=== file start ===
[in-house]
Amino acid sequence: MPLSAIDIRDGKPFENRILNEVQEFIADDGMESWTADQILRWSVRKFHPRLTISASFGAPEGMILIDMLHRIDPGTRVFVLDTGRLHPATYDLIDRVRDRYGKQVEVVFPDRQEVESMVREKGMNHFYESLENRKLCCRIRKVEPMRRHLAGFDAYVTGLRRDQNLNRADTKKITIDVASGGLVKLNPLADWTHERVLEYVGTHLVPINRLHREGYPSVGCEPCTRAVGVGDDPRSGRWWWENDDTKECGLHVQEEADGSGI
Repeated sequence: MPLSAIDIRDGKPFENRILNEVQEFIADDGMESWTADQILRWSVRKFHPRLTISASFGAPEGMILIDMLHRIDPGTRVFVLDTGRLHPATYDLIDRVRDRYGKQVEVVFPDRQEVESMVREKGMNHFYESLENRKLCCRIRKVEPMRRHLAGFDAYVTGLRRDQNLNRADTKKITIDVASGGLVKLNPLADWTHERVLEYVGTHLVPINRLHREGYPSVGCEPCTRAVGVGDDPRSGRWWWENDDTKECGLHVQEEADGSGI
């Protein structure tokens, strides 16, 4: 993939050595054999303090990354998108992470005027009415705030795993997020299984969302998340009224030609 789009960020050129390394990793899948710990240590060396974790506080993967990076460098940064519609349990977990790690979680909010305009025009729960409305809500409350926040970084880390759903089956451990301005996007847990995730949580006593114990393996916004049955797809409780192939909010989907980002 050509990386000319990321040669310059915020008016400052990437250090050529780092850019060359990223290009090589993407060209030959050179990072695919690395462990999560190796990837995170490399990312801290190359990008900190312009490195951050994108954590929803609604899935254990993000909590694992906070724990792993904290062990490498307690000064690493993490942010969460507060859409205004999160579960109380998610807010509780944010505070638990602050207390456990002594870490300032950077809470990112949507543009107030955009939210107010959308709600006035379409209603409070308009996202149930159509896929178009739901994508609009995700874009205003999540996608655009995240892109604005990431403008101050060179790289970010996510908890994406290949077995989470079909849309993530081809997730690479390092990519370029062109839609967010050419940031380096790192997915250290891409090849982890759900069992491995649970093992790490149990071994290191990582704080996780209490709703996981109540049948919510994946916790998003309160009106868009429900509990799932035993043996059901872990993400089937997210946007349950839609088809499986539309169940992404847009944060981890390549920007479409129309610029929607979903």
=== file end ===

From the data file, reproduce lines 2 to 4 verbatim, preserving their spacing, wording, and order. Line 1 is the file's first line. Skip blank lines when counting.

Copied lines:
Amino acid sequence: MPLSAIDIRDGKPFENRILNEVQEFIADDGMESWTADQILRWSVRKFHPRLTISASFGAPEGMILIDMLHRIDPGTRVFVLDTGRLHPATYDLIDRVRDRYGKQVEVVFPDRQEVESMVREKGMNHFYESLENRKLCCRIRKVEPMRRHLAGFDAYVTGLRRDQNLNRADTKKITIDVASGGLVKLNPLADWTHERVLEYVGTHLVPINRLHREGYPSVGCEPCTRAVGVGDDPRSGRWWWENDDTKECGLHVQEEADGSGI
Repeated sequence: MPLSAIDIRDGKPFENRILNEVQEFIADDGMESWTADQILRWSVRKFHPRLTISASFGAPEGMILIDMLHRIDPGTRVFVLDTGRLHPATYDLIDRVRDRYGKQVEVVFPDRQEVESMVREKGMNHFYESLENRKLCCRIRKVEPMRRHLAGFDAYVTGLRRDQNLNRADTKKITIDVASGGLVKLNPLADWTHERVLEYVGTHLVPINRLHREGYPSVGCEPCTRAVGVGDDPRSGRWWWENDDTKECGLHVQEEADGSGI
């Protein structure tokens, strides 16, 4: 993939050595054999303090990354998108992470005027009415705030795993997020299984969302998340009224030609 789009960020050129390394990793899948710990240590060396974790506080993967990076460098940064519609349990977990790690979680909010305009025009729960409305809500409350926040970084880390759903089956451990301005996007847990995730949580006593114990393996916004049955797809409780192939909010989907980002 050509990386000319990321040669310059915020008016400052990437250090050529780092850019060359990223290009090589993407060209030959050179990072695919690395462990999560190796990837995170490399990312801290190359990008900190312009490195951050994108954590929803609604899935254990993000909590694992906070724990792993904290062990490498307690000064690493993490942010969460507060859409205004999160579960109380998610807010509780944010505070638990602050207390456990002594870490300032950077809470990112949507543009107030955009939210107010959308709600006035379409209603409070308009996202149930159509896929178009739901994508609009995700874009205003999540996608655009995240892109604005990431403008101050060179790289970010996510908890994406290949077995989470079909849309993530081809997730690479390092990519370029062109839609967010050419940031380096790192997915250290891409090849982890759900069992491995649970093992790490149990071994290191990582704080996780209490709703996981109540049948919510994946916790998003309160009106868009429900509990799932035993043996059901872990993400089937997210946007349950839609088809499986539309169940992404847009944060981890390549920007479409129309610029929607979903």